SWAP (swap) is a virtual memory mechanism that moves some data from RAM to HDD (hard disk drive), SSD (solid-state drive) storage

    In Linux the RAM (random access memory) is divided into sections called pages. Swapping is a process whereby pages of memory are copied to a specially configured disk partition, called swap space (swap partition, can be a file or a hard disk partition), to free up RAM. The combined size of the physical memory and swap partition is the amount of virtual memory available.

    Swapping is necessary for the following reasons:

    • when the system needs more memory (i.e. an application or process asks the system for more memory) than there is free RAM, the kernel offloads ("swaps out") the least used pages and allocates the freed memory to the current application or process
    • A significant number of pages used by programs at startup are used only during initialization and never again. Accordingly, the system can swap out these pages, thus freeing (unloading) RAM.

    Disadvantages of SWAP:

    • Compared to RAM, the hard disk is much slower. To estimate read/write times, RAM uses nanoseconds, while hard disk uses milliseconds, i.e. the same operations on a hard disk take tens of thousands more time than on RAM. Consequently, the more pages swapped, the slower your system runs.

    Often, it is the database which suffers first from the lack of free memory. You may encounter problems like:

    • Constant site crash: Database connection error - means, for example, that MySQL has crashed;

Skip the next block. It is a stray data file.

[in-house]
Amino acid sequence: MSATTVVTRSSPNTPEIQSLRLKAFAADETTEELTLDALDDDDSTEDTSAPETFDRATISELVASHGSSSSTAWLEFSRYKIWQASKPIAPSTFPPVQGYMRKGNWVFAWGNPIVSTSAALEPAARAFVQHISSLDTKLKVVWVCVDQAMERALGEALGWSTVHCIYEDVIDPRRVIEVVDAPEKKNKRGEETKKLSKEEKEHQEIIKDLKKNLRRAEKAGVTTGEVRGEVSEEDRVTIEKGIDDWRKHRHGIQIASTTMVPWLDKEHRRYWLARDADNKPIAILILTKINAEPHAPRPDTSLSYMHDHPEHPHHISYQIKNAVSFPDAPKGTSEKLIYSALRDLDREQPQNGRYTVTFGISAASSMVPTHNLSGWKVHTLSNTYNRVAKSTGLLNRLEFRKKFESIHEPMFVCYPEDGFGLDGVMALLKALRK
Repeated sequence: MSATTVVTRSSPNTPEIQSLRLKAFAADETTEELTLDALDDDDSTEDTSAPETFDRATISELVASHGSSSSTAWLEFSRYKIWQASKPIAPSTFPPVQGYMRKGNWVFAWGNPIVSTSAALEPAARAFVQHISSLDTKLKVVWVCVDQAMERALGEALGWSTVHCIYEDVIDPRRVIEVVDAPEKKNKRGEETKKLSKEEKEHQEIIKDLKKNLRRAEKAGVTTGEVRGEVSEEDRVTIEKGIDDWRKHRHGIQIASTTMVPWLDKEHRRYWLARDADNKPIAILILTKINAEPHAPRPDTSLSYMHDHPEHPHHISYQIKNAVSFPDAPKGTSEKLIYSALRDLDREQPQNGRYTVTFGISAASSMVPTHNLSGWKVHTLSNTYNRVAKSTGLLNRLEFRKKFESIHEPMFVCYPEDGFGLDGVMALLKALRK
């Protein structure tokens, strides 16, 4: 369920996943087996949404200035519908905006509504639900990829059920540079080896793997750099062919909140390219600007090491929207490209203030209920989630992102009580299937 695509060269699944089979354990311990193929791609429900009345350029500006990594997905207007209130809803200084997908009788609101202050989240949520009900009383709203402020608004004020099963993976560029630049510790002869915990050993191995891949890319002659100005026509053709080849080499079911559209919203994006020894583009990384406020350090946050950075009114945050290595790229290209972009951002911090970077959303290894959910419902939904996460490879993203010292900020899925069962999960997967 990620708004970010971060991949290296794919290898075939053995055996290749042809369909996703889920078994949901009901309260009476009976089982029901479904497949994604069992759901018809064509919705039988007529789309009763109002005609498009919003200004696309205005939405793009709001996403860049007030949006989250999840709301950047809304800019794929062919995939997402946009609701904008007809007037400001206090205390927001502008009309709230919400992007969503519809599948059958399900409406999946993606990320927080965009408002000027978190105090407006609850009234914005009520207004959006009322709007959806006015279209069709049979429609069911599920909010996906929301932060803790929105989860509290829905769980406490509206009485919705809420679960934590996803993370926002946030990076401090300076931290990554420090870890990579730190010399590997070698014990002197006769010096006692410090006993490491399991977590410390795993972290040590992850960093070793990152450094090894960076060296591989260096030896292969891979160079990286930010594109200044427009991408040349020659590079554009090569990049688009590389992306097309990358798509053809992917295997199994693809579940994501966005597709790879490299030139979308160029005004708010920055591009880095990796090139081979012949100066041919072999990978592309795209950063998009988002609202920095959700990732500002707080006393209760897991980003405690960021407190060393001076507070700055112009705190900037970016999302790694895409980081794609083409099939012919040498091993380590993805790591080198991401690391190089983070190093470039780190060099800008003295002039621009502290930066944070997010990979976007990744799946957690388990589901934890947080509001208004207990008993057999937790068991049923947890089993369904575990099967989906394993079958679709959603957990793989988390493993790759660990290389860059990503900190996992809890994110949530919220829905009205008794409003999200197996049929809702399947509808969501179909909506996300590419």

• Examining the /var/log/mysql.log reveals the error InnoDB: Fatal error: cannot allocate memory for the buffer pool. It indicates that the database does not have enough memory allocated to it to create a buffer.

    If the file or swap partition is stored on SSD you should understand that searching and reading data is done through RAM which in its turn increases the response time

    Therefore, if you are facing a RAM shortage, we recommend upgrade to a higher plan.

    Checking for swap availability on your system:

    swapon -s  
    Filename Type Size Used Priority  
    /swapfile file 40956 40956 -1

    Check additionally with the command:

    free -m  
                  total used free shared buff/cache available
    Mem: 488 160 7 40 320 259  
    Swap: 39 39 0  

    We see that the SWAP is ready and will be used if needed.

    In case of absence, you can create a file for swap

    dd if=/dev/zero of=/swap.file bs=1M count=512  

    This command will create a /swap.file of 512 megabytes. To increase this size, change count

    Set permissions on it so that no one can read or write to the file except the owner, root

    chmod 600 /swap.file  

    Format the file to swap

    mkswap /swap.file  

    Edit the /etc/fstab file

    To make swap available at boot time, add it to /etc/fstab

    Add line

    /swap.file swap swap defaults 0 0

    Then you can reboot the server and check for swap with free -m